A hallmark of alcoholism is a loss of interest in nearly anything but finding the next drink. People developing an addiction slowly begin withdrawing from family and friends and losing performance at work or school. Alcohol becomes the only thing that matters, at the expense of long-term goals and the motivation to achieve them.


People who struggle with low self-esteem may struggle with their self-worth. They tend to believe their opinions and thoughts don’t hold as much value as those of others and that they will not achieve the same levels of success as others. Low self-esteem may be a problem in and of itself, or it could be the result of a mental illness.

Those with low self-esteem are more susceptible to relying on alcohol to dull the pangs of anxiety and stop them from obsessively thinking about their perceived inadequacies. This form of self-medication can briefly make a person feel more confident, but after the feelings of warmth and well-being subside, they only feel more anxious and more ashamed than before. The psychological effects of alcohol are never positive for very long.

Alcohol and Mental Health — Co-Occurring Disorders

It is common for alcoholism to occur alongside a mental health condition such as depression or anxiety. This is known as co-occurring disorders, and it requires specialized behavioral health treatment known as dual diagnosis.

Essentially, dual diagnosis treatment addresses both the alcohol use disorder and mental health condition simultaneously. It is crucial to have specialized dual diagnosis treatment because the two conditions can exacerbate each other, making it difficult to achieve lasting recovery without addressing both.

Common Mental Health Conditions Affected by Alcohol

While alcohol can exacerbate any mental health condition and require specialized treatment, some of the most common include the following:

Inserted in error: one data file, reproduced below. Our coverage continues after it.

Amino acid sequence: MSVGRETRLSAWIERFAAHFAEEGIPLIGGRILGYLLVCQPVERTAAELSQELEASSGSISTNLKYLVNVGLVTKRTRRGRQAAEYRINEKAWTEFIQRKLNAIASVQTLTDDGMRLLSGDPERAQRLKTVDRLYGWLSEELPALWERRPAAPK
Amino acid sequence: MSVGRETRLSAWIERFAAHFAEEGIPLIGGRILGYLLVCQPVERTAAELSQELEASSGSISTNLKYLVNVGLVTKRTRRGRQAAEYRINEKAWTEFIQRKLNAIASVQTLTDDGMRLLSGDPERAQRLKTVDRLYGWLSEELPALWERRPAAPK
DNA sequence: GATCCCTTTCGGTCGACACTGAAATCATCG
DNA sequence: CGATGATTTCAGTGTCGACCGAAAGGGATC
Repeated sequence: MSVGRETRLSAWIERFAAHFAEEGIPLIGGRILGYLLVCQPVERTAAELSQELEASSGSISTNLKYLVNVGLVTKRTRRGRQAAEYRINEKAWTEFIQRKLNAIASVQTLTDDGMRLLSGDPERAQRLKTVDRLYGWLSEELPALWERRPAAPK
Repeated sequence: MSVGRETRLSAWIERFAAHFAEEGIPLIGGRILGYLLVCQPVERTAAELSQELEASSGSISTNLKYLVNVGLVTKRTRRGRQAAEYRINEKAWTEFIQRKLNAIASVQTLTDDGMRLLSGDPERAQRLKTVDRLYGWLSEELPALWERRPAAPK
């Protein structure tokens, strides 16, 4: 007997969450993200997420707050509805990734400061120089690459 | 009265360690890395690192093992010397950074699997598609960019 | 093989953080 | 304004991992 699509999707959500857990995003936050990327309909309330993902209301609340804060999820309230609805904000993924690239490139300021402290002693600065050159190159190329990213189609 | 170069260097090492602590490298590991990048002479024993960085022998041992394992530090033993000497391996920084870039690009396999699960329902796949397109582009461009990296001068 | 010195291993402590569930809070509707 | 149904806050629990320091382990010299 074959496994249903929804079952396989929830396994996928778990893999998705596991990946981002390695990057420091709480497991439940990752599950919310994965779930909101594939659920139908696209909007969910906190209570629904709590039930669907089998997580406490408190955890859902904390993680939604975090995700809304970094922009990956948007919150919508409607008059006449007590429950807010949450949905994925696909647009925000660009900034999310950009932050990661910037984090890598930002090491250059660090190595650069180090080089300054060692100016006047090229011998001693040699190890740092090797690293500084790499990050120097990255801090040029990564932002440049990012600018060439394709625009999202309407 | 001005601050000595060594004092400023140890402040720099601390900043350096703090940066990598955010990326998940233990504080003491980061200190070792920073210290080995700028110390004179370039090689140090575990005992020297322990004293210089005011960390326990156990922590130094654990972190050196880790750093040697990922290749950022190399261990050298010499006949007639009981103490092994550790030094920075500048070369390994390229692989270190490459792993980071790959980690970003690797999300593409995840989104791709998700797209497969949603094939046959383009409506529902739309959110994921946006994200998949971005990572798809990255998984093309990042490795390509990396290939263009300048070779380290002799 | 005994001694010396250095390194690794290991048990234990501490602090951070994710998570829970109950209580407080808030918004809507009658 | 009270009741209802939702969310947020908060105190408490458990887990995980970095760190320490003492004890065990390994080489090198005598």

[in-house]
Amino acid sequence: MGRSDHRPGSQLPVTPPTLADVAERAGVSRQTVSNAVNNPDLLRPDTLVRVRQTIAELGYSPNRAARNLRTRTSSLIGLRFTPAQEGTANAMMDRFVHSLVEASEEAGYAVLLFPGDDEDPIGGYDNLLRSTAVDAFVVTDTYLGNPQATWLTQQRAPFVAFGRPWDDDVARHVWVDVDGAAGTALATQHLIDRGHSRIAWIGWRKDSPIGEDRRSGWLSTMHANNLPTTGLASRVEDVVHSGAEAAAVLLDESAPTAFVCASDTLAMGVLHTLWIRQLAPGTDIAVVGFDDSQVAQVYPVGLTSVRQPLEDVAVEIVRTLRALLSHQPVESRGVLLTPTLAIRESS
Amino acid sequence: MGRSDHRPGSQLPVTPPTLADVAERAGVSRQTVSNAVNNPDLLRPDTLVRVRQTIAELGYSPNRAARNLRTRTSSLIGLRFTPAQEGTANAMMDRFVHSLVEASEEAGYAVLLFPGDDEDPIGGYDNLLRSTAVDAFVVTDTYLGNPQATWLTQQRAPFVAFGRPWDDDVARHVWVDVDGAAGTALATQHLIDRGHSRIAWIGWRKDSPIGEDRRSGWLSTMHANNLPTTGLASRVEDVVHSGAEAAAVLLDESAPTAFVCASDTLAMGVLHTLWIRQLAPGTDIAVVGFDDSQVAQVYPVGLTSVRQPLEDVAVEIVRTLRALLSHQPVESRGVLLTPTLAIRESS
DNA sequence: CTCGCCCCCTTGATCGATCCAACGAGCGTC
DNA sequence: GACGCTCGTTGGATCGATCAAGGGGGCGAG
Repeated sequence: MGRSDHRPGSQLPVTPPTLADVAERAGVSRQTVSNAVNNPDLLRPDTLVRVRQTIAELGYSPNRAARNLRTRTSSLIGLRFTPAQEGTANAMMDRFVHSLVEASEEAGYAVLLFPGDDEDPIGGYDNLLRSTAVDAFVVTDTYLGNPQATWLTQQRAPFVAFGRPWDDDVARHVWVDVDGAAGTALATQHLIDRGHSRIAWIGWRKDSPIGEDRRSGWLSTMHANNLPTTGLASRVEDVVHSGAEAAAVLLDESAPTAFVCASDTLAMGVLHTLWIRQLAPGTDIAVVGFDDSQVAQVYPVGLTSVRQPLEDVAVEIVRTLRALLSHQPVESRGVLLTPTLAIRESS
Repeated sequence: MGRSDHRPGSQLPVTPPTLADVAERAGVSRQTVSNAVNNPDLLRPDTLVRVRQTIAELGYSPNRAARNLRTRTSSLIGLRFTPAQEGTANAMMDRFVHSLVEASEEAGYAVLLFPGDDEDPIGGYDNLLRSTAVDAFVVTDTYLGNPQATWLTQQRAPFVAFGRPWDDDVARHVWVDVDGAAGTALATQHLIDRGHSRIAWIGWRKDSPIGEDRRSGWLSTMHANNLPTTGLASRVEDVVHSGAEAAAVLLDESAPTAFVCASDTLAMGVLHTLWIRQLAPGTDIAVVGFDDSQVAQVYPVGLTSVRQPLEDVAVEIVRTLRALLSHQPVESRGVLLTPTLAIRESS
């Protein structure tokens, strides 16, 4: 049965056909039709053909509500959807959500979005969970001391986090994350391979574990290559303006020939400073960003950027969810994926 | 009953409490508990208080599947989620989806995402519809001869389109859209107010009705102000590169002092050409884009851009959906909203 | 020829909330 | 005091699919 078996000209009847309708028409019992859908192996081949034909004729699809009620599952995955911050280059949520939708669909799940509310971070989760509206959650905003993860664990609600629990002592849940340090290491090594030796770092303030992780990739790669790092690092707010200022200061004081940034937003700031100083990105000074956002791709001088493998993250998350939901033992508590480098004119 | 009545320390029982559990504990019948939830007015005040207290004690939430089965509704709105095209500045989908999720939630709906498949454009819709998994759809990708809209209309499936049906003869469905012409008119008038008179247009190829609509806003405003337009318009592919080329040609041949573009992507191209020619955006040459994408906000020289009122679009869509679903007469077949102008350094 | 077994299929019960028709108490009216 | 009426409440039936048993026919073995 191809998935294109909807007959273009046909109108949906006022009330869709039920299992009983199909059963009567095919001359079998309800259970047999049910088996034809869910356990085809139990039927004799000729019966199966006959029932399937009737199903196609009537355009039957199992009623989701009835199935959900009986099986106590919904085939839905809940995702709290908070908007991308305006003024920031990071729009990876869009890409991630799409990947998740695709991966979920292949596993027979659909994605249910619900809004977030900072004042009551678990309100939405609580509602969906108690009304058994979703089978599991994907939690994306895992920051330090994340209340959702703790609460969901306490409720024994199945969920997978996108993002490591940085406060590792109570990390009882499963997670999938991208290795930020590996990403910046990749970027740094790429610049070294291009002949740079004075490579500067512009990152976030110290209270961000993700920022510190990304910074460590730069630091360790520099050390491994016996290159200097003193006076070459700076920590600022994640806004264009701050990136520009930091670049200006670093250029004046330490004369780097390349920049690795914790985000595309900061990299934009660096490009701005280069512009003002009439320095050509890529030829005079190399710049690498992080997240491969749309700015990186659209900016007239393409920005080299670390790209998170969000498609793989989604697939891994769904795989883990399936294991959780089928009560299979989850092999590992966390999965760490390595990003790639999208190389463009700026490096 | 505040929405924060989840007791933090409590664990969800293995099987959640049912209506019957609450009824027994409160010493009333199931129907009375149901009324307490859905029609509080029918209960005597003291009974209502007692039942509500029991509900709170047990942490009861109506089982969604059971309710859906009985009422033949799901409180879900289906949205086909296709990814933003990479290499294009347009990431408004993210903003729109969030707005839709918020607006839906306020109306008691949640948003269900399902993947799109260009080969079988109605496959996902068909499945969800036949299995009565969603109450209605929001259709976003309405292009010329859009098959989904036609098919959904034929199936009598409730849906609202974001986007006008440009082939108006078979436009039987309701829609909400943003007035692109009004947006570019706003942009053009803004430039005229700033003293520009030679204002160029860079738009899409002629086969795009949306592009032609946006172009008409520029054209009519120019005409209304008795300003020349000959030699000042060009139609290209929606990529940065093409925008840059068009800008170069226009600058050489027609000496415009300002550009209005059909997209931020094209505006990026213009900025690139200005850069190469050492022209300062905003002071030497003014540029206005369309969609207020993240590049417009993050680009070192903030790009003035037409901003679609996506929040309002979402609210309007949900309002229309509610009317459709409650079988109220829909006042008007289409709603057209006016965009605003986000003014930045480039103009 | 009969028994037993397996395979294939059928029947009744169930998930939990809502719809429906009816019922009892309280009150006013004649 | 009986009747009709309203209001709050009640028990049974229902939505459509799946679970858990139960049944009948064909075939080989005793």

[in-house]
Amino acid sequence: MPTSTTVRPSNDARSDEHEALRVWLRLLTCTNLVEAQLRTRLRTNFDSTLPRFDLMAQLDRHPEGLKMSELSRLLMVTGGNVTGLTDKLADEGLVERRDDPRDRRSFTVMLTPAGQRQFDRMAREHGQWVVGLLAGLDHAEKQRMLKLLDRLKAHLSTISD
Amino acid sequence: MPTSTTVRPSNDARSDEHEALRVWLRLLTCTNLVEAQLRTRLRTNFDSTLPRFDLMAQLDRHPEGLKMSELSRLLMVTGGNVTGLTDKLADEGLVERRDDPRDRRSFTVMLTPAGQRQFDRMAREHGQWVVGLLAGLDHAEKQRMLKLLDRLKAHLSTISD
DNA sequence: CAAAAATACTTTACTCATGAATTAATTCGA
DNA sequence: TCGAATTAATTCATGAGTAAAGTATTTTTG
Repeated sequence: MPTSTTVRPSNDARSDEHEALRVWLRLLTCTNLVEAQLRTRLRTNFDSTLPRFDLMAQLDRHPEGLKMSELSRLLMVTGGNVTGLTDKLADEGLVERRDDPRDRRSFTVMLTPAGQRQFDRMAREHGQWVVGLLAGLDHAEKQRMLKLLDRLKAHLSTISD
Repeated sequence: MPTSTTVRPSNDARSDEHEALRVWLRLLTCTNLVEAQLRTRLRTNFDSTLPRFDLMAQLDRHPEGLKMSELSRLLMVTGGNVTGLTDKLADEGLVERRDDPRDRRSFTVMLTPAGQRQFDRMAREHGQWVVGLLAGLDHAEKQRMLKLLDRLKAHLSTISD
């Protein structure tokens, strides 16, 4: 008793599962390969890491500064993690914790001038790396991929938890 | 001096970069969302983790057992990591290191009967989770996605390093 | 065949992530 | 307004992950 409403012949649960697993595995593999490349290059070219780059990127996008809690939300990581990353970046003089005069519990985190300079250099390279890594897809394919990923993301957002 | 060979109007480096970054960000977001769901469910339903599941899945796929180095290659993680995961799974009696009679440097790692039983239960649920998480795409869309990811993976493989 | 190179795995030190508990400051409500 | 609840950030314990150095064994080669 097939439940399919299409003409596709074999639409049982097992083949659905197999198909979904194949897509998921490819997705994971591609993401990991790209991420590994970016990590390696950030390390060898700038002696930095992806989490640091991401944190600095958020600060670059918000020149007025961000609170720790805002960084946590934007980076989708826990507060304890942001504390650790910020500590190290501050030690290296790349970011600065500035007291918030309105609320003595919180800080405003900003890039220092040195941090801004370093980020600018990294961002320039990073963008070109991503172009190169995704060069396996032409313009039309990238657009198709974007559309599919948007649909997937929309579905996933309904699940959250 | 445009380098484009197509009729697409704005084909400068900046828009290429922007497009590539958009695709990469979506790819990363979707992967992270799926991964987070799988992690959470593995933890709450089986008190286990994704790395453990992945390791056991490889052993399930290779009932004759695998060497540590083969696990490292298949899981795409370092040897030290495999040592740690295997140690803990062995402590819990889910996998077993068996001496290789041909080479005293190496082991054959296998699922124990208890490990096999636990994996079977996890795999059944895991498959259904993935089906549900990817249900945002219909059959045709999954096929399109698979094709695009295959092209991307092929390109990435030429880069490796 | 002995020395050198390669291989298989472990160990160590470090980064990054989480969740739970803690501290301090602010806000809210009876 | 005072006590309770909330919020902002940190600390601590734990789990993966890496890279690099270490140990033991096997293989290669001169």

• Depression – Individuals with alcohol use disorder may experience a deepening of depressive symptoms, a despair that is compounded by the effects of alcohol abuse.
  • Anxiety disorders – The misuse of alcohol can heighten feelings of anxiety and panic, contributing to a vicious cycle where alcohol is used as a coping mechanism for mounting anxiety.
  • Bipolar disorder – Alcohol can destabilize the mood of those with bipolar disorder, leading to more severe manic episodes or depressive states.
  • Post-traumatic stress disorder (PTSD) – Those who have PTSD may turn to alcohol to numb the intense psychological distress associated with traumatic memories and experiences.
  • Schizophrenia – Alcohol abuse can exacerbate the symptoms of schizophrenia, including paranoia and hallucinations, making treatment and management more complex.

Seeking dual diagnosis treatment at a professional behavioral health treatment center is essential to break the cycle of addiction and restore mental health and well-being.

Contact 7 Summit Pathways for Alcohol and Mental Health Treatment

If you or a loved one is struggling with alcohol addiction and a co-occurring mental health condition, please seek help at 7 Summit Pathways in Tampa, Florida. Our compassionate team of professionals understands how alcohol affects mental health. We are dedicated to helping individuals break free from the cycle of alcoholism and achieve long-term recovery. Contact us online or call 813.212.7149 to get started on the pathway to recovery today.